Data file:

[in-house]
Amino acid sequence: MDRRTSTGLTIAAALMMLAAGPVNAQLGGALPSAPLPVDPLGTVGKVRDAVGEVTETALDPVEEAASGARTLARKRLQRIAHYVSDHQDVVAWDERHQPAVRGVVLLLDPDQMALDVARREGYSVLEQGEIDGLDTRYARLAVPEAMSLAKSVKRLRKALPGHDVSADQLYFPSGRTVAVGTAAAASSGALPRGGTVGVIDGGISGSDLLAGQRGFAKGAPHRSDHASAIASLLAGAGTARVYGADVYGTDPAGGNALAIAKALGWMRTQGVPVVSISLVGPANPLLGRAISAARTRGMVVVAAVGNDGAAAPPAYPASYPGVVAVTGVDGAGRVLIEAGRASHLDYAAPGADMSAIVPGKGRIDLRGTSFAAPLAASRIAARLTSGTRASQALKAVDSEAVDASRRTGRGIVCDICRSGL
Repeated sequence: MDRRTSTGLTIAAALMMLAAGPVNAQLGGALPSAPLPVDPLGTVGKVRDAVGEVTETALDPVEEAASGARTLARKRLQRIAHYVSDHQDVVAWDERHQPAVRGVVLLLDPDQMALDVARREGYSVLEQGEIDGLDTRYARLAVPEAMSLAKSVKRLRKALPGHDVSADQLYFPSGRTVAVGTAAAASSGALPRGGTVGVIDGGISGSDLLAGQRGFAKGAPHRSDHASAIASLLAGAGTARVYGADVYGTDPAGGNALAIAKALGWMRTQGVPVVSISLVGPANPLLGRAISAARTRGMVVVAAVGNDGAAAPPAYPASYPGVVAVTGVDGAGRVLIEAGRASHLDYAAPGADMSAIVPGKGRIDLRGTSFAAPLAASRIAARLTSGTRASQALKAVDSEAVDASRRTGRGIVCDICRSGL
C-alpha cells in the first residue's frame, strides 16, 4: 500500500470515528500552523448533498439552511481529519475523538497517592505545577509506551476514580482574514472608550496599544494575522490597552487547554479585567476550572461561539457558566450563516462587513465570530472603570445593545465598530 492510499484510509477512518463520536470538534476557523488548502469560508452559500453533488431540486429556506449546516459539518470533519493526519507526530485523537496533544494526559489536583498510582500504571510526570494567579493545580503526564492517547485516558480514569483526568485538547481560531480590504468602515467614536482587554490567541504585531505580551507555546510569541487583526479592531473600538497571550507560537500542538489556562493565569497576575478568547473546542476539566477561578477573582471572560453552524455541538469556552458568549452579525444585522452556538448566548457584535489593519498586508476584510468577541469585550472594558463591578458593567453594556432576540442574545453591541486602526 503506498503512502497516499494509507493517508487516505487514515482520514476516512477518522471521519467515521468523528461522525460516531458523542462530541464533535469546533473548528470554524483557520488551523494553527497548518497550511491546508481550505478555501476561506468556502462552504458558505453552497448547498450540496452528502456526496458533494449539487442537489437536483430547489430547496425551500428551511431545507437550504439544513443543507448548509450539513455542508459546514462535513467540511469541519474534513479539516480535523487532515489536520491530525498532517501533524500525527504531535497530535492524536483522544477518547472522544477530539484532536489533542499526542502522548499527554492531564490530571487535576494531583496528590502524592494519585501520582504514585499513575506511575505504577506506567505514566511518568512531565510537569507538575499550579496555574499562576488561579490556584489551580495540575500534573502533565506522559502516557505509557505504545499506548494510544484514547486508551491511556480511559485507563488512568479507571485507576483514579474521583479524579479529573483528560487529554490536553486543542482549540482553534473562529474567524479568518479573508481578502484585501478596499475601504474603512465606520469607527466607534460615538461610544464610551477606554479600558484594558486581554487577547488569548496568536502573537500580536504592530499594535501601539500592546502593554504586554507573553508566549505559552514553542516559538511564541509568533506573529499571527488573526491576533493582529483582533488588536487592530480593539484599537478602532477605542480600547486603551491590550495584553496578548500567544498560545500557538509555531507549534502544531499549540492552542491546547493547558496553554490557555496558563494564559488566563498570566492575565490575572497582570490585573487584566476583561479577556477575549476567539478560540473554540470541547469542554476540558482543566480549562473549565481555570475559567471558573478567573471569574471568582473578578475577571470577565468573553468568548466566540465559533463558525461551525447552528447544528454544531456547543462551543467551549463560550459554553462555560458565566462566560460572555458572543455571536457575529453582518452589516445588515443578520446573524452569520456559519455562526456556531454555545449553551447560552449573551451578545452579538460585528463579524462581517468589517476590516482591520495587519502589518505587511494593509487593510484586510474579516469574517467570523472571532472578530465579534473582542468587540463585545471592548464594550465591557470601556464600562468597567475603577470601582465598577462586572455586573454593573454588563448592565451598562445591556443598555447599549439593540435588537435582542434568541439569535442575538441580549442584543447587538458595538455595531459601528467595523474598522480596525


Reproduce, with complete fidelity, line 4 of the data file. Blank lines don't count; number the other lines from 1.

C-alpha cells in the first residue's frame, strides 16, 4: 500500500470515528500552523448533498439552511481529519475523538497517592505545577509506551476514580482574514472608550496599544494575522490597552487547554479585567476550572461561539457558566450563516462587513465570530472603570445593545465598530 492510499484510509477512518463520536470538534476557523488548502469560508452559500453533488431540486429556506449546516459539518470533519493526519507526530485523537496533544494526559489536583498510582500504571510526570494567579493545580503526564492517547485516558480514569483526568485538547481560531480590504468602515467614536482587554490567541504585531505580551507555546510569541487583526479592531473600538497571550507560537500542538489556562493565569497576575478568547473546542476539566477561578477573582471572560453552524455541538469556552458568549452579525444585522452556538448566548457584535489593519498586508476584510468577541469585550472594558463591578458593567453594556432576540442574545453591541486602526 503506498503512502497516499494509507493517508487516505487514515482520514476516512477518522471521519467515521468523528461522525460516531458523542462530541464533535469546533473548528470554524483557520488551523494553527497548518497550511491546508481550505478555501476561506468556502462552504458558505453552497448547498450540496452528502456526496458533494449539487442537489437536483430547489430547496425551500428551511431545507437550504439544513443543507448548509450539513455542508459546514462535513467540511469541519474534513479539516480535523487532515489536520491530525498532517501533524500525527504531535497530535492524536483522544477518547472522544477530539484532536489533542499526542502522548499527554492531564490530571487535576494531583496528590502524592494519585501520582504514585499513575506511575505504577506506567505514566511518568512531565510537569507538575499550579496555574499562576488561579490556584489551580495540575500534573502533565506522559502516557505509557505504545499506548494510544484514547486508551491511556480511559485507563488512568479507571485507576483514579474521583479524579479529573483528560487529554490536553486543542482549540482553534473562529474567524479568518479573508481578502484585501478596499475601504474603512465606520469607527466607534460615538461610544464610551477606554479600558484594558486581554487577547488569548496568536502573537500580536504592530499594535501601539500592546502593554504586554507573553508566549505559552514553542516559538511564541509568533506573529499571527488573526491576533493582529483582533488588536487592530480593539484599537478602532477605542480600547486603551491590550495584553496578548500567544498560545500557538509555531507549534502544531499549540492552542491546547493547558496553554490557555496558563494564559488566563498570566492575565490575572497582570490585573487584566476583561479577556477575549476567539478560540473554540470541547469542554476540558482543566480549562473549565481555570475559567471558573478567573471569574471568582473578578475577571470577565468573553468568548466566540465559533463558525461551525447552528447544528454544531456547543462551543467551549463560550459554553462555560458565566462566560460572555458572543455571536457575529453582518452589516445588515443578520446573524452569520456559519455562526456556531454555545449553551447560552449573551451578545452579538460585528463579524462581517468589517476590516482591520495587519502589518505587511494593509487593510484586510474579516469574517467570523472571532472578530465579534473582542468587540463585545471592548464594550465591557470601556464600562468597567475603577470601582465598577462586572455586573454593573454588563448592565451598562445591556443598555447599549439593540435588537435582542434568541439569535442575538441580549442584543447587538458595538455595531459601528467595523474598522480596525